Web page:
Housing Quality Standards
Housing quality standards (HQS) are determined by the HUD. Any property/housing unit that receives federal funding must meet the HUD’s standards before a voucher or other assistance (such as an FHA Loan) is provided by the government. The standards ensure that a property is habitable and safe for all tenants.For Section 8 properties, the housing standards are primarily to protect lower-income families by ensuring that their affordable housing is safe, secure and sound. Without these protections, there would be families living in unacceptably poor housing conditions. In the case of government insured loans, like FHA Loans, the Federal Housing Administration has an additional incentive of protecting their own investment. The FHA must ensure that the property is in good condition because the home is collateral on the loan. If the homeowner defaults the lender will have to cease the home and sell it to cover the costs of the loan.
What are the Standards?The standards apply to single housing units in addition to multi-family/tenant properties. Mobile homes, congregate housing (i.e.: communities or condominiums) and shared housing also fall under the purview of these standards set forth by the Housing Choice Voucher program (commonly referred to as Section 8 housing).
HUD Housing Quality Standards ChecklistTo meet HQS, a property must undergo an inspection that will review conditions such as:
- the year the property was built
- the number of children under the age of six who reside in the home
- electrical hazards
- window, ceiling, wall and floor conditions
- paint composition (lead-based)
- proper ventilation
- the presence of smoke detectors
- fire exits
- air quality
- water supply
BathroomsHUD provisions require that there are facilities (i.e.: bathrooms) in which human waste can be properly disposed of and that said facilities are private. HUD HQS also dictate that every unit/site receiving federal funding contain a functional shower/tub with hot and cold water.
KitchenSpaces in which food can be stored, prepared and served is also a requirement needed to meet the HUD’s standards.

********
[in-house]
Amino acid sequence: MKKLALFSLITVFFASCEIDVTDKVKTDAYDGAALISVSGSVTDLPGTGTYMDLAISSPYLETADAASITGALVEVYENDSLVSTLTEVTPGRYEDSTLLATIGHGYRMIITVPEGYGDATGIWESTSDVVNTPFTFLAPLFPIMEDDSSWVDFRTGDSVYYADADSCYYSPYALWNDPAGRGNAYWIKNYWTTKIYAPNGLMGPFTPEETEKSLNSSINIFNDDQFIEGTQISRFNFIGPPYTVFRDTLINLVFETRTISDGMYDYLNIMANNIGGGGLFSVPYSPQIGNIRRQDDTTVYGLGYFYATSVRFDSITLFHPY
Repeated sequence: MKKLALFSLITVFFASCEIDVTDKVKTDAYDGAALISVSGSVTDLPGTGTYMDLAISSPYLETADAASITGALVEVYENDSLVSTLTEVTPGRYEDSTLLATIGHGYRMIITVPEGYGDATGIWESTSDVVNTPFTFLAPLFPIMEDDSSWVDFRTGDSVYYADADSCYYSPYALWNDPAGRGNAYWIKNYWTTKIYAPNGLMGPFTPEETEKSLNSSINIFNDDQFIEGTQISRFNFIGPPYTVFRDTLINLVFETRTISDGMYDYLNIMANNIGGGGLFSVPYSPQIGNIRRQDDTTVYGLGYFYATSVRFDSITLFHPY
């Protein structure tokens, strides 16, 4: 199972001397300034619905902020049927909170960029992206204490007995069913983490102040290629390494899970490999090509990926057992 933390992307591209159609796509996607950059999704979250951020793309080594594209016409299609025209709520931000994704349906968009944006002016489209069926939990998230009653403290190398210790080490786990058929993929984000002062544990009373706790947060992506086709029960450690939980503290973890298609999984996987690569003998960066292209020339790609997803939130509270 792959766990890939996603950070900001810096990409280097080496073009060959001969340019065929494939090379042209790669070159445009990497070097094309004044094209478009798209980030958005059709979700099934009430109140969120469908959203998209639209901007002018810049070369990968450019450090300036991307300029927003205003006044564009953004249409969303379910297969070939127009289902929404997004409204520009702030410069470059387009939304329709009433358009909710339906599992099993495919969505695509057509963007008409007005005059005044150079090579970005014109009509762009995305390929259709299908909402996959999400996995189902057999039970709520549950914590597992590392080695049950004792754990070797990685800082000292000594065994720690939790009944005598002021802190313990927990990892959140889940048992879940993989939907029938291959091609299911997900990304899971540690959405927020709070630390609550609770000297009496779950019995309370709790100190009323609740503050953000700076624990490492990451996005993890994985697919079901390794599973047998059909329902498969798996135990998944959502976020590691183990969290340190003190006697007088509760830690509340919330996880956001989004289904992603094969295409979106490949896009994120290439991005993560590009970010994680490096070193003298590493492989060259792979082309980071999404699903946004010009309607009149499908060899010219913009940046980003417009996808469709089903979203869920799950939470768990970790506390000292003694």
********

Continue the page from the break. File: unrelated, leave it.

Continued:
Everything inside of the dwelling must meet health and safety standards in order to receive/continue receiving federal assistance.
Who Checks For These standards?Public Housing Authorities/Agencies (PHA) are responsible for inspecting HQS dwellings. The PHA will either send one of their own representatives to inspect a site or hire an outside inspector to get the job done.
What is a Public Housing Authority (PHA)?A Public Housing Authority/Agency is an independent, non-profit entity that works with and is regulated by the federal government to ensure minimum housing health and safety requirements are met for federally funded housing options.
Contacting your local PHAFor questions or additional information, contact your local PHA by state.
How Often Do Inspections Occur?Inspections occur at a couple of different intervals including before someone moves into Section 8 or another federally funded housing program and once a year for the duration of time the tenant lives in the home.
An inspection will also be conducted if either a tenant or landlord files a complaint regarding health or safety issues within a dwelling.
Types of InspectionsAn initial inspection occurs when someone with a Housing Choice Voucher (HCV, also known as Section 8) informs their local PHA that they would like to move into a dwelling.
Once a space passes the initial inspection and the tenant moves in, annual inspections will take place to ensure the upkeep of health and safety standards.
There are also special inspections which occur when a complaint is made about the living condition of a dwelling or for the purposes of quality control.
Are Inspections Strictly Pass/Fail?Inspectors have three options when making a final assessment about a dwelling. The space will either pass, fail or be labeled “inconclusive” per the inspector. If a space is deemed “inconclusive,” it means that the inspector needs more information before passing or failing a dwelling per housing quality standards.
A failed inspection could be caused by a single item on the HQS checklist that does not meet the minimum health and safety requirements. The inspector will provide you with a list of reasons why you failed the inspection and a deadline by which to have the necessary repairs made.
Once updates have been made, the inspector will return to assess the dwelling and let you know whether you pass, fail or need to make additional improvements.